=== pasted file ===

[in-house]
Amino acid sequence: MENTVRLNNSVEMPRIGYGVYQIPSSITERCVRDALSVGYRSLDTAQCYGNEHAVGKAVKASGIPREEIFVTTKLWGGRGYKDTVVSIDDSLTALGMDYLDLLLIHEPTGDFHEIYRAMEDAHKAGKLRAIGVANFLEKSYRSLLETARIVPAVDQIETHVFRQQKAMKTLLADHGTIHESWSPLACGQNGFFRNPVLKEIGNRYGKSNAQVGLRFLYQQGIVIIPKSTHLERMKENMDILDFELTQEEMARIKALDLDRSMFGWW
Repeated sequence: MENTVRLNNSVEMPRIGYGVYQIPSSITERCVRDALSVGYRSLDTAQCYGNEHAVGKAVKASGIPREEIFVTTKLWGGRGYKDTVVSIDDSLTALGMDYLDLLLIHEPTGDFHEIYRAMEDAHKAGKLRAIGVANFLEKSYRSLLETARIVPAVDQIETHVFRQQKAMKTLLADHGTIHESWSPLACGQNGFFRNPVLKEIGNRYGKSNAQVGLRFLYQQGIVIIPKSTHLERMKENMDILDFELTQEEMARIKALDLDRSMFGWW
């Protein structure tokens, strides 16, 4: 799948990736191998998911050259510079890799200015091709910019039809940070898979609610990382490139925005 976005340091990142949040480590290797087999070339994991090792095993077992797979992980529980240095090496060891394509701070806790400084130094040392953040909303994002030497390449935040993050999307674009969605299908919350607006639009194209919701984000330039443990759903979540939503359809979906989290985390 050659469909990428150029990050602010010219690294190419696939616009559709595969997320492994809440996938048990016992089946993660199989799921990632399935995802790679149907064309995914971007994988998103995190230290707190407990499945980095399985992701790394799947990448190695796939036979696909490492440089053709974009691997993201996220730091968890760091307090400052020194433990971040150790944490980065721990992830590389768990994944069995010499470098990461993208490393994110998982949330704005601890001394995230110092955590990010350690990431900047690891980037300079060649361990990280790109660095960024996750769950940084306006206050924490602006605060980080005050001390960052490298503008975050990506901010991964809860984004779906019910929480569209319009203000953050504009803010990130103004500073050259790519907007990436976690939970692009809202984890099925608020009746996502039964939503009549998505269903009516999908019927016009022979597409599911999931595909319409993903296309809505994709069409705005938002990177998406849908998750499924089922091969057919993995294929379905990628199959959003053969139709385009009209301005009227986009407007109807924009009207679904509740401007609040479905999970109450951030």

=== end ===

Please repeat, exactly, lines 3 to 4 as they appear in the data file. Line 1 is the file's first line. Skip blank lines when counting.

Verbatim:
Repeated sequence: MENTVRLNNSVEMPRIGYGVYQIPSSITERCVRDALSVGYRSLDTAQCYGNEHAVGKAVKASGIPREEIFVTTKLWGGRGYKDTVVSIDDSLTALGMDYLDLLLIHEPTGDFHEIYRAMEDAHKAGKLRAIGVANFLEKSYRSLLETARIVPAVDQIETHVFRQQKAMKTLLADHGTIHESWSPLACGQNGFFRNPVLKEIGNRYGKSNAQVGLRFLYQQGIVIIPKSTHLERMKENMDILDFELTQEEMARIKALDLDRSMFGWW
């Protein structure tokens, strides 16, 4: 799948990736191998998911050259510079890799200015091709910019039809940070898979609610990382490139925005 976005340091990142949040480590290797087999070339994991090792095993077992797979992980529980240095090496060891394509701070806790400084130094040392953040909303994002030497390449935040993050999307674009969605299908919350607006639009194209919701984000330039443990759903979540939503359809979906989290985390 050659469909990428150029990050602010010219690294190419696939616009559709595969997320492994809440996938048990016992089946993660199989799921990632399935995802790679149907064309995914971007994988998103995190230290707190407990499945980095399985992701790394799947990448190695796939036979696909490492440089053709974009691997993201996220730091968890760091307090400052020194433990971040150790944490980065721990992830590389768990994944069995010499470098990461993208490393994110998982949330704005601890001394995230110092955590990010350690990431900047690891980037300079060649361990990280790109660095960024996750769950940084306006206050924490602006605060980080005050001390960052490298503008975050990506901010991964809860984004779906019910929480569209319009203000953050504009803010990130103004500073050259790519907007990436976690939970692009809202984890099925608020009746996502039964939503009549998505269903009516999908019927016009022979597409599911999931595909319409993903296309809505994709069409705005938002990177998406849908998750499924089922091969057919993995294929379905990628199959959003053969139709385009009209301005009227986009407007109807924009009207679904509740401007609040479905999970109450951030």